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You Should Ask a Chatbot to Make You a Drink

This article was originally published on The Atlantic.

In addition to being a dismal grocery shopper, ChatGPT has struggled in the past to do basic math. We think of computers as logical and exacting, but ChatGPT is something different: a large language model that has been trained on big chunks of the internet to create associations between words, which it then “speaks” back to you. It may have read the encyclopedia, but it is not itself an encyclopedia. The program is less concerned with things being true or false; instead, it analyzes large amounts of information and provides answers that are highly probable based on our language patterns.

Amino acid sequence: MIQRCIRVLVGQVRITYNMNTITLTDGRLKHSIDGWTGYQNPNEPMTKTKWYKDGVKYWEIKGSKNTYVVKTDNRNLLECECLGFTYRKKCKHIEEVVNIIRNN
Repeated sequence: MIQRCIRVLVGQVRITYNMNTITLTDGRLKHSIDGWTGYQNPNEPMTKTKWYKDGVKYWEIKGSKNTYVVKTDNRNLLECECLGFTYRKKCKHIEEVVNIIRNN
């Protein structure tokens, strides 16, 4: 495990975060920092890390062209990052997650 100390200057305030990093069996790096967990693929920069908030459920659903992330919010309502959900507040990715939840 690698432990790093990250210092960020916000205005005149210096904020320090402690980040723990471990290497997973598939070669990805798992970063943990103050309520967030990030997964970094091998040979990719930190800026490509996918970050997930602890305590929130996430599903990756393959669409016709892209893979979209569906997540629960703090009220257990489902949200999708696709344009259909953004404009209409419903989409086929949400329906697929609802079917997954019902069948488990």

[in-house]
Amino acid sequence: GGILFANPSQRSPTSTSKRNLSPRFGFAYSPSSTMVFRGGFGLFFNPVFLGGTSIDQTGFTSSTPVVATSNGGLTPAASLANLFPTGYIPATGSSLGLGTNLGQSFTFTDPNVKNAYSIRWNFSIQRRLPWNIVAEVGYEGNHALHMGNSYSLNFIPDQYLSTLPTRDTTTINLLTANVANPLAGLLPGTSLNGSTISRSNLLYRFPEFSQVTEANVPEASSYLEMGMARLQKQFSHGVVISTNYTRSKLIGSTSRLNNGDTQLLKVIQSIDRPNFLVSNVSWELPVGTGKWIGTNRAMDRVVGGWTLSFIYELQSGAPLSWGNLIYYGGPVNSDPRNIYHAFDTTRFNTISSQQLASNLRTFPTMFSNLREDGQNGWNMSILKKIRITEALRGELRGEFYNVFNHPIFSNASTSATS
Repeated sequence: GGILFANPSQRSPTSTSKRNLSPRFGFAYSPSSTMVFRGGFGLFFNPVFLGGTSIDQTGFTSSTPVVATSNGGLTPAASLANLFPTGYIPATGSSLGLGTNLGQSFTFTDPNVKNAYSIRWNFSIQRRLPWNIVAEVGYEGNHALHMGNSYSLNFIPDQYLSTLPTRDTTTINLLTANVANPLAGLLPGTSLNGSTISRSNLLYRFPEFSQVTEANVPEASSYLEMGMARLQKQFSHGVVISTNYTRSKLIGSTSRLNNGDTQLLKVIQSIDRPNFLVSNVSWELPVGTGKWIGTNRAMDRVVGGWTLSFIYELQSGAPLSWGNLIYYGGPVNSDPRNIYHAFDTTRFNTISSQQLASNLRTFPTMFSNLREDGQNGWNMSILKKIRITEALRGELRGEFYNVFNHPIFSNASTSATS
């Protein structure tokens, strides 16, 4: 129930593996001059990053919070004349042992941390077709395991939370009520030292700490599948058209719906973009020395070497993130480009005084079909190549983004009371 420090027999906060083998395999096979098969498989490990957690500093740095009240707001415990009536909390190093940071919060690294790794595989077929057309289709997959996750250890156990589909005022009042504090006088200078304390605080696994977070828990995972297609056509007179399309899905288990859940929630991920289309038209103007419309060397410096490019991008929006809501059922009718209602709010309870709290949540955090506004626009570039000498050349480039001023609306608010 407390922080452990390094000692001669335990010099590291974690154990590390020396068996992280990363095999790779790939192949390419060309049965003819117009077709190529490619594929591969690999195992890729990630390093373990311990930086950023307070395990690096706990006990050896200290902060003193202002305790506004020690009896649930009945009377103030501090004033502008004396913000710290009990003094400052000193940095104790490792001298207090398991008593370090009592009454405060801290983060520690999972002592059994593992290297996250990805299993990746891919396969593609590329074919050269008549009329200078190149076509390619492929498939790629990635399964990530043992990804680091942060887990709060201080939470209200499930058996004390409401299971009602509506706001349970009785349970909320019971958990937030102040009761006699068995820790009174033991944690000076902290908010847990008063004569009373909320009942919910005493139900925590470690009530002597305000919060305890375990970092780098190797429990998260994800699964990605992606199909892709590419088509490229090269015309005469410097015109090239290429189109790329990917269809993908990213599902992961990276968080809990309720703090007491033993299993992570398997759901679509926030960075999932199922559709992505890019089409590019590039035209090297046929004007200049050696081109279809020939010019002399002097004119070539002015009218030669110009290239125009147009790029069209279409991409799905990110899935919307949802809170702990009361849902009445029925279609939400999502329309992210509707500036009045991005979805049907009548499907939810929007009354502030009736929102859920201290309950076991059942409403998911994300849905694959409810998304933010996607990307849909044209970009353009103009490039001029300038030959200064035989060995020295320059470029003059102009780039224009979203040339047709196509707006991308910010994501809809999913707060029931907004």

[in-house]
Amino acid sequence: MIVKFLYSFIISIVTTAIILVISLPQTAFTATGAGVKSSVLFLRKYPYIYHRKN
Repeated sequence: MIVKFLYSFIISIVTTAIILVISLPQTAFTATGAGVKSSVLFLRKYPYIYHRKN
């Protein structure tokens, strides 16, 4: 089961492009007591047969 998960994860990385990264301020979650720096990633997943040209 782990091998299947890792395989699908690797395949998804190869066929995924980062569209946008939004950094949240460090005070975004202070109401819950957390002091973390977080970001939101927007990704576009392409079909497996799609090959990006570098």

Some stochasticity or randomness—what the computer scientist Stephen Wolfram calls “voodoo”—is built into the model. Rather than always generating results based on what is most likely to be accurate, which would be pretty boring and predictable by definition, ChatGPT will sometimes choose a less obvious bent, something that is associated with the prompt but statistically less likely to come up. It will tell you that the word pours finishes the idiom beginning with “When it rains, it …” But if you push it to come up with other options, it may suggest “When it rains, it drizzles” or “When it rains, it storms.” As Kathleen Creel, a professor of philosophy and computer science at Northeastern University, put it: “When you give it a prompt, it says, Okay, based on this prompt … this word is 60 percent most likely to be a good word to go next, and this word is 20 percent, and this word is 5 percent.” Sometimes that less likely option is inaccurate or problematic in some way, leading to the popular criticism that large language models are “stochastic parrots”: able to piece together words but ignorant of meaning. Any given chatbot’s randomness can be dialed up or dialed down by its creator.

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